|Product type||Fifth generation handheld video game console|
|Related brands||Tamagotchi, Digimon virtual pet|
The WonderSwan (ワンダースワン WandāSuwan ) is a line of handheld game consoles produced in Japan by Bandai between 1999 and 2003. It was developed by Gunpei Yokoi's company Koto and Bandai. The WonderSwan was made to compete with the Neo Geo Pocket Color and the market leader Nintendo's Game Boy Color (even though the developer for the WonderSwan, Gunpei Yokoi, developed the original Nintendo Game Boy).
The original WonderSwan was later replaced by the WonderSwan Color; although some WonderSwan Color games are compatible with the original WonderSwan, many are designed exclusively for the WonderSwan Color and show a message such as "This cartridge is for WonderSwan Color only" when run on the original WonderSwan.
The WonderSwan is playable both vertically and horizontally, and feature a fairly large library of games, including numerous first-party titles based on licensed anime properties, with significant third-party support from Square and Capcom. As it was a console designed essentially for the Japanese market, most of the games are in Japanese, with only a few featuring English text.
The WonderSwan Color (ワンダースワンカラー Wandāsuwan Karā ) was released on December 9, 2000 in Japan, and was a moderate success.
The original WonderSwan had only a black and white screen. Although the WonderSwan Color was slightly larger and heavier (7 mm and 2 g) compared to the original WonderSwan, the color version featured 512KB of RAM and a larger color LCD screen. In addition, the WonderSwan Color is compatible with the original WonderSwan library of games.
Prior to WonderSwan's release, Nintendo had a virtual monopoly in the Japanese video game handheld market. After the release of the WonderSwan Color, Bandai took approximately 8% of the market share in Japan partly due to its low price of ¥6800 Japanese yen (approximately $59 USD).
Another reason for the WonderSwan's success in Japan was the fact that Bandai managed to get a deal with Square to port over the original Famicom Final Fantasy games with improved graphics and controls. However, with the popularity of the Game Boy Advance and the reconciliation between Square and Nintendo, the WonderSwan Color and its successor, the SwanCrystal, quickly lost its competitive advantage. They were discontinued in 2003.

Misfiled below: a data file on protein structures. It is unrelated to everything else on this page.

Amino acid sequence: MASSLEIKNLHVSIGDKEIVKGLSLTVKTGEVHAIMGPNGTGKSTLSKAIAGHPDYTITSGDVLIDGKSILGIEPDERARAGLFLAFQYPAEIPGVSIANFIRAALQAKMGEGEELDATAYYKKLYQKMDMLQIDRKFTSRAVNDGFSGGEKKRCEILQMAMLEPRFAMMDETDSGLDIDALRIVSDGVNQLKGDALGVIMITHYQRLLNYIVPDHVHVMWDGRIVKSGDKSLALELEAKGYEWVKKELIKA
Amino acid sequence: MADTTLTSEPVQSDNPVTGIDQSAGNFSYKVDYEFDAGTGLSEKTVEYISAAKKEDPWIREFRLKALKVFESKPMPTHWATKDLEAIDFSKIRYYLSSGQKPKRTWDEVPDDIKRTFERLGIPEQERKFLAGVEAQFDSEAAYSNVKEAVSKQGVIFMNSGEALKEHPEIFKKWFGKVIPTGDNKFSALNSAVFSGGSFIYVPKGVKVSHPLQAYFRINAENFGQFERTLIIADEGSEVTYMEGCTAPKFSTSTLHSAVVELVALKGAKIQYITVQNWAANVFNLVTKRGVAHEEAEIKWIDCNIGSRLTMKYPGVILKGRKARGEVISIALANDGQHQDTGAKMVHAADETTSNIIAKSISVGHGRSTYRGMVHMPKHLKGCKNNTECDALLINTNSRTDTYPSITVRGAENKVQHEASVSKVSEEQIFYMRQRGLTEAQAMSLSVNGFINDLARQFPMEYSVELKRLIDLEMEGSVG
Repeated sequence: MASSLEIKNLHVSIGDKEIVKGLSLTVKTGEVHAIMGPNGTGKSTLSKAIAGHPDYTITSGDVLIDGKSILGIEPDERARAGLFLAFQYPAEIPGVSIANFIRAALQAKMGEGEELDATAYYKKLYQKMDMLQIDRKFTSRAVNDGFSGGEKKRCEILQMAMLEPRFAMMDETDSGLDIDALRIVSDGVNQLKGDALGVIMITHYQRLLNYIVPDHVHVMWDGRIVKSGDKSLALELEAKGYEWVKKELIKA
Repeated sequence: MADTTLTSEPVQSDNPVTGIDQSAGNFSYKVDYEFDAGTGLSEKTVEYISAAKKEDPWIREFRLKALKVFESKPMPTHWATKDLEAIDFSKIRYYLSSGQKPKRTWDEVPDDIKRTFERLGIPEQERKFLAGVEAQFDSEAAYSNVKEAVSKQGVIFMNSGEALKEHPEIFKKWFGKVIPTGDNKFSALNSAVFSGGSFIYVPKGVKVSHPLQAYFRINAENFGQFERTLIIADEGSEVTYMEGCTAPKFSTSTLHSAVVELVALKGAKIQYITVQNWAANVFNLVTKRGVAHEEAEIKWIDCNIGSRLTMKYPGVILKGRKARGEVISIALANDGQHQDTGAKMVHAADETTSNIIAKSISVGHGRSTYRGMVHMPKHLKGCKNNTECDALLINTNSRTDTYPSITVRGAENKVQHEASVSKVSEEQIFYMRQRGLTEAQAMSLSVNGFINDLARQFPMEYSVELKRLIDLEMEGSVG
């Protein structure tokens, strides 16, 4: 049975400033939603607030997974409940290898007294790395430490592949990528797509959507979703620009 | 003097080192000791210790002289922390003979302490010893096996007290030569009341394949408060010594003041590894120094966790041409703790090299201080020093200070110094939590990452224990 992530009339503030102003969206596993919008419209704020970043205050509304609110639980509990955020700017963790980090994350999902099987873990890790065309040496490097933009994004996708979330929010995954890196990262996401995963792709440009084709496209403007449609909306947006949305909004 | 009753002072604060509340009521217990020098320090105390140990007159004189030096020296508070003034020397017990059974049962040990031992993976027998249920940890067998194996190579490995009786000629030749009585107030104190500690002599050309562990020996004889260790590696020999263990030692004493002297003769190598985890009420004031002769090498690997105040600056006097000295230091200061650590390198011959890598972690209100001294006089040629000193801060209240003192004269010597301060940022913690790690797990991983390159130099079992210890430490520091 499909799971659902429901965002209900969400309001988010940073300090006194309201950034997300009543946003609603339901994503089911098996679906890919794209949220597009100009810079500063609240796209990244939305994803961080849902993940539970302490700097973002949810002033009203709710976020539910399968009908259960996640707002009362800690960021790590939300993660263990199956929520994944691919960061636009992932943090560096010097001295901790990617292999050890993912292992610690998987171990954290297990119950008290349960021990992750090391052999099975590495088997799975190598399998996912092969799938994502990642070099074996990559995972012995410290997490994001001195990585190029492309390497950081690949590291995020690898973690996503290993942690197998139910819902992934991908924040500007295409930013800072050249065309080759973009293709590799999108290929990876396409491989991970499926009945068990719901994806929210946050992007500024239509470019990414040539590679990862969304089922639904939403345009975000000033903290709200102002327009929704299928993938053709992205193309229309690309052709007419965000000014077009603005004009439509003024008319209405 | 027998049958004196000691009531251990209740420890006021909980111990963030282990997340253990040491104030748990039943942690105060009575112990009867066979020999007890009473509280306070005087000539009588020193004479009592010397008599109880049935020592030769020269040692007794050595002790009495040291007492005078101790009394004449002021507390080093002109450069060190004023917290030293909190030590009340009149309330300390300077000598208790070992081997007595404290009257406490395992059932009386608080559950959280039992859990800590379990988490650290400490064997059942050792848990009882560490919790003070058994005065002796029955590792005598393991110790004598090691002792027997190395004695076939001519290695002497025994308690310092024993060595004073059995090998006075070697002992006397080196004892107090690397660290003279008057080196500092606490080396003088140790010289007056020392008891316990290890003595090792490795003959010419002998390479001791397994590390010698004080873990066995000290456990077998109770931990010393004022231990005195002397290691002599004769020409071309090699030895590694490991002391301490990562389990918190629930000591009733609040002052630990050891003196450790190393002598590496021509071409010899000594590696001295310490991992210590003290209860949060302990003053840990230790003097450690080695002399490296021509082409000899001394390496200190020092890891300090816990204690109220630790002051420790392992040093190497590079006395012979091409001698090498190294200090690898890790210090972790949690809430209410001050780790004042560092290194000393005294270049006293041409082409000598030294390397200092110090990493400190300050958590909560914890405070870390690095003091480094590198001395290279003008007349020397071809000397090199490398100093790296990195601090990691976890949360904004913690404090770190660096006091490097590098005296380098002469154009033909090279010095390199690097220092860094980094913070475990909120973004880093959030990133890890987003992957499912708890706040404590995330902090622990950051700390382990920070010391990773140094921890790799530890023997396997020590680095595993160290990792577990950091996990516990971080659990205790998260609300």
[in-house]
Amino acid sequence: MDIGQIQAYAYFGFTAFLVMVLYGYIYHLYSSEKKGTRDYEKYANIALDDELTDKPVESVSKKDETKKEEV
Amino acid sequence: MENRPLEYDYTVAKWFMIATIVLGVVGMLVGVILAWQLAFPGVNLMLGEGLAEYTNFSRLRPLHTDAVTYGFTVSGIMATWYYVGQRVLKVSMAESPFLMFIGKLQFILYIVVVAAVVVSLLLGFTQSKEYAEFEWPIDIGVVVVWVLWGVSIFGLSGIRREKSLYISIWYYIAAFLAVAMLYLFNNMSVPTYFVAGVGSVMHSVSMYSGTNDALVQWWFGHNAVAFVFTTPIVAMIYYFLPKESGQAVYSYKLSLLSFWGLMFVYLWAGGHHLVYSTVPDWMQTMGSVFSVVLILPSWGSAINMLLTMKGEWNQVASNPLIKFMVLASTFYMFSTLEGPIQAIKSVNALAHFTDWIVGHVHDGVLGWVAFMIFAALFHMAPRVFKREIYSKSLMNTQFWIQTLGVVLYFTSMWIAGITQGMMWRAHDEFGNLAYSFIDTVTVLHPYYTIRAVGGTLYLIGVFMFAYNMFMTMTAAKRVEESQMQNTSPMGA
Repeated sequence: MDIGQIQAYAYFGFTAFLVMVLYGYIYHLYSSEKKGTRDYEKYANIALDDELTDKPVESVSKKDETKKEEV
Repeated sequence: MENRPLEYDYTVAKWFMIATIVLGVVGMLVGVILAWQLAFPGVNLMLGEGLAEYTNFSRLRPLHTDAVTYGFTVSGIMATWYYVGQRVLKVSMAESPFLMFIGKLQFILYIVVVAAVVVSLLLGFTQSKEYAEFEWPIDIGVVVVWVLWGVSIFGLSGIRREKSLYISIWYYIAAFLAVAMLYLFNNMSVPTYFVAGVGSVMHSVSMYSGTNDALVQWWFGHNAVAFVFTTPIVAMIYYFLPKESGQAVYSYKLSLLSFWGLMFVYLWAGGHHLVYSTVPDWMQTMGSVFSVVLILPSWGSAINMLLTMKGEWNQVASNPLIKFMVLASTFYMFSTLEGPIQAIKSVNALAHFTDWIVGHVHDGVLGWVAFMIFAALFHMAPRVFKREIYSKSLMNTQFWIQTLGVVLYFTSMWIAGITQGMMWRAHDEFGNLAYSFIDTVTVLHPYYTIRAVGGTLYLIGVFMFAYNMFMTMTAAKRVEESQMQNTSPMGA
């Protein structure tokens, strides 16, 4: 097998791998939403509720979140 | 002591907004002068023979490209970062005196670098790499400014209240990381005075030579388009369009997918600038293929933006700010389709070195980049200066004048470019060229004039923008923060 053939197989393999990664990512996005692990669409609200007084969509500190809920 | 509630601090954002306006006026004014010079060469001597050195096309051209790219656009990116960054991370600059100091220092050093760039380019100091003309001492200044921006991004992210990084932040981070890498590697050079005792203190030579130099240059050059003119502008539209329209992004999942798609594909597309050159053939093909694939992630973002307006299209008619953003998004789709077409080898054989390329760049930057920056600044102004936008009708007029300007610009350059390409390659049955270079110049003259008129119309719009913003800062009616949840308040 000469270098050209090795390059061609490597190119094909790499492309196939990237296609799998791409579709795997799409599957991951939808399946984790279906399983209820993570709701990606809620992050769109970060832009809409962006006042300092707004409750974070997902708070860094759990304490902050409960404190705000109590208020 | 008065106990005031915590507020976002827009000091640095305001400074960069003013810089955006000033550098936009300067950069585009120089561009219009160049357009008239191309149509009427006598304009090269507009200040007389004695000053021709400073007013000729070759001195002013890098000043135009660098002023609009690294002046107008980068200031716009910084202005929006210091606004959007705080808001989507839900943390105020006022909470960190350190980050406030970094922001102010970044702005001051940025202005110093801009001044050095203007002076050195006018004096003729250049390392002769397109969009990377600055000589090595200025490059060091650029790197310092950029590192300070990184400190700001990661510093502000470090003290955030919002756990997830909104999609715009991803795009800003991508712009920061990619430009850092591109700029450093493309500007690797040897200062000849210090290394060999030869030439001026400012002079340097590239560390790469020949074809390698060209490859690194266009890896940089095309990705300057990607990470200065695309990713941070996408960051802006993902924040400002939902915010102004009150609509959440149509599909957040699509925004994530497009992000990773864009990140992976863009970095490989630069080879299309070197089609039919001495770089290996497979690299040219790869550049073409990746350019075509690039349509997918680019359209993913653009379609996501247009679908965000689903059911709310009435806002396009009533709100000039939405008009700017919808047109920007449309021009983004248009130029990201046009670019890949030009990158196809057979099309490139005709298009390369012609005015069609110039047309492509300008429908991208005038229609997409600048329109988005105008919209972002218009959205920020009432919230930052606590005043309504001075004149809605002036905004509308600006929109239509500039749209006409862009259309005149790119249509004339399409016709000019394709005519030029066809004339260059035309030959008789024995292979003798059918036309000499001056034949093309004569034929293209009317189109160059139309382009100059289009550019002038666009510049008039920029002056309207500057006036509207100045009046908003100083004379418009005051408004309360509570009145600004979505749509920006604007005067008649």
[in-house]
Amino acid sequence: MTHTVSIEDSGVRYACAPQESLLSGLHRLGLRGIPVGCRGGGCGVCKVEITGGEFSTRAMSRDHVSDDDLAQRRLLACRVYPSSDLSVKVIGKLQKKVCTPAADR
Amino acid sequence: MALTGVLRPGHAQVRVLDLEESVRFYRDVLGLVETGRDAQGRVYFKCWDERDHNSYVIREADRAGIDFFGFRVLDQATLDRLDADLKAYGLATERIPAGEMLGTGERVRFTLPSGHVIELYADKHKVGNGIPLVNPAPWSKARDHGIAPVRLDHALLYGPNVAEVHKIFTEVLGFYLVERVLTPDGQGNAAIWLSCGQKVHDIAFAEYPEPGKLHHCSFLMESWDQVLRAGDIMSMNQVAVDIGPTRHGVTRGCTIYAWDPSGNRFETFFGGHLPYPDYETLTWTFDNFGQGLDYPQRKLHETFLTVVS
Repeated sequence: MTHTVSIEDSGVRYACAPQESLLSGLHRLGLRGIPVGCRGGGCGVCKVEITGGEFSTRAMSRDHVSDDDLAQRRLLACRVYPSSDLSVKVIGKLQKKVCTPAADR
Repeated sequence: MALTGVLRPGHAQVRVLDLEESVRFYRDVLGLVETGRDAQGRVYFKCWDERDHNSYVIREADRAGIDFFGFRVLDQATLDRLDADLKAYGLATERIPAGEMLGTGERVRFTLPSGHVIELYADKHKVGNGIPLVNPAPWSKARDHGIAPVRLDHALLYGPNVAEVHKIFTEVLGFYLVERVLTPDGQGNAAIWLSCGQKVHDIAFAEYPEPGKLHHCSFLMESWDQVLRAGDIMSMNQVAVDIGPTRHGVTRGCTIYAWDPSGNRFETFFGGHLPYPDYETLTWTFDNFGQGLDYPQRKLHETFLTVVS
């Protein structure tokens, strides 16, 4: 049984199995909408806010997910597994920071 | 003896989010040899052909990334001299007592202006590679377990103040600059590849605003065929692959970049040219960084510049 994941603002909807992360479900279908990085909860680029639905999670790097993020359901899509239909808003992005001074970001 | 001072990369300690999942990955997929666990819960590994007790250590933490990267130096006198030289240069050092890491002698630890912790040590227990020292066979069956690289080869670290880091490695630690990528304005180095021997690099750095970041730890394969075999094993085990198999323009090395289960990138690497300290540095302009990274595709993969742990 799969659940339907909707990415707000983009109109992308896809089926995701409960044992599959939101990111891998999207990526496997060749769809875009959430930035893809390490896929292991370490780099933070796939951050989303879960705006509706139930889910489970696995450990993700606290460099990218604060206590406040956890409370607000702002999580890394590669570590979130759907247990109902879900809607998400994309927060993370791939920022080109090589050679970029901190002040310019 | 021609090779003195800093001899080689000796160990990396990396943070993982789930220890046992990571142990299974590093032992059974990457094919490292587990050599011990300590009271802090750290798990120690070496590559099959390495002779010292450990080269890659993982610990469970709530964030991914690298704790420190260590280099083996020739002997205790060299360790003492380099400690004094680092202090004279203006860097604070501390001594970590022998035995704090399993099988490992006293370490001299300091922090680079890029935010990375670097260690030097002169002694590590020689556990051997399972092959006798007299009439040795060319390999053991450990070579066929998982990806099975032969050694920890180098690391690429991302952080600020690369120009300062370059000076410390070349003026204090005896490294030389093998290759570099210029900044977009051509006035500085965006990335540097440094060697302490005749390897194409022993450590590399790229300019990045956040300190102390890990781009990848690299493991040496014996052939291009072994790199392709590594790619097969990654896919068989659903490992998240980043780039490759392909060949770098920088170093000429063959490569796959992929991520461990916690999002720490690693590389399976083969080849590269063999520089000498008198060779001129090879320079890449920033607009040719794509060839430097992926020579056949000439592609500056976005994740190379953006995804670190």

Final Fantasy bundles
The Wonderswan Color was also available in limited edition Final Fantasy bundles. These bundles came with either Final Fantasy I or Final Fantasy II along with a Final Fantasy-themed Wonderswan Color.
The SwanCrystal (スワンクリスタル SuwanKurisutaru ) is the third and final release in Bandai's WonderSwan handheld game console series, succeeding the WonderSwan and WonderSwan Color. It was released in Japan on July 12, 2002 One of the largest improvements to the SwanCrystal was the use of a TFT LCD monitor, which was superior in response time to the FSTN monitor used previously by the WonderSwan Color. This gave the screen a much crisper look during gameplay, due to sharper contrast and significantly reduced ghosting.
|Technical specifications of WonderSwan consoles|
|CPU||16-bit NEC V30 MZ processor at 3.072 MHz||SPGY-1002, a 3.072 MHz 16-bit NEC V30MZ Clone||SPGY-1003, at 3.072 MHz 16-bit NEC V30MZ Clone|
|Internal memory||Built-in EEPROM and 1Kbit RAM for backing up game data.||512 kB VRAM/WRAM (shared) |
|Screen type||FSTN reflective LCD||TFT reflective LCD|
|Screen resolution (in pixels)||224 x 144|
|Screen size (diagonal)||63 mm (2.49 inch)||71 mm (2.8 inch)|
|Color||8-shade monochrome||241 (at once) out of 4096 possible colors|
|Power||1x AA battery / More options through accessories|
|Battery life||~30–40 hours playtime||~20 hours of game play||~15 hours of game play|
|Audio capabilities||Four digital audio channels, each of which can play sequences of up to 32 4-bit samples, at different volumes and frequencies. Channels 2 to 4 include selectable "voice", "sweep" and "noise" functions respectively. Mixed channels are output via an 8 bit DAC.|